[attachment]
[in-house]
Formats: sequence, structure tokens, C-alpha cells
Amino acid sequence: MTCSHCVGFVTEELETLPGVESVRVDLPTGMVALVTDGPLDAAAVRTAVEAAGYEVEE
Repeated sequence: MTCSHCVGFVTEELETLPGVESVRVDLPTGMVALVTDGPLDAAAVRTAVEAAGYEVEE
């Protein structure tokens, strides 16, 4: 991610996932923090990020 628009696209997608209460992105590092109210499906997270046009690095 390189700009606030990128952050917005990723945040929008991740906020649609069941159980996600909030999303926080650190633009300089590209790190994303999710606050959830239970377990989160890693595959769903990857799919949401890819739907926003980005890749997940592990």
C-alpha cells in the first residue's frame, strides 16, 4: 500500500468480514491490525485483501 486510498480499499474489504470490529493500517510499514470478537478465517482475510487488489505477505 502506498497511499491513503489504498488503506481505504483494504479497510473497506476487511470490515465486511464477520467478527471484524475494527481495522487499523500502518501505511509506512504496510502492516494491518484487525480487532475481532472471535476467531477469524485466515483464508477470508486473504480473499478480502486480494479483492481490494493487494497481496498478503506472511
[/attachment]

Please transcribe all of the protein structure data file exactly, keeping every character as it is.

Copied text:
[in-house]
Formats: sequence, structure tokens, C-alpha cells
Amino acid sequence: MTCSHCVGFVTEELETLPGVESVRVDLPTGMVALVTDGPLDAAAVRTAVEAAGYEVEE
Repeated sequence: MTCSHCVGFVTEELETLPGVESVRVDLPTGMVALVTDGPLDAAAVRTAVEAAGYEVEE
């Protein structure tokens, strides 16, 4: 991610996932923090990020 628009696209997608209460992105590092109210499906997270046009690095 390189700009606030990128952050917005990723945040929008991740906020649609069941159980996600909030999303926080650190633009300089590209790190994303999710606050959830239970377990989160890693595959769903990857799919949401890819739907926003980005890749997940592990």
C-alpha cells in the first residue's frame, strides 16, 4: 500500500468480514491490525485483501 486510498480499499474489504470490529493500517510499514470478537478465517482475510487488489505477505 502506498497511499491513503489504498488503506481505504483494504479497510473497506476487511470490515465486511464477520467478527471484524475494527481495522487499523500502518501505511509506512504496510502492516494491518484487525480487532475481532472471535476467531477469524485466515483464508477470508486473504480473499478480502486480494479483492481490494493487494497481496498478503506472511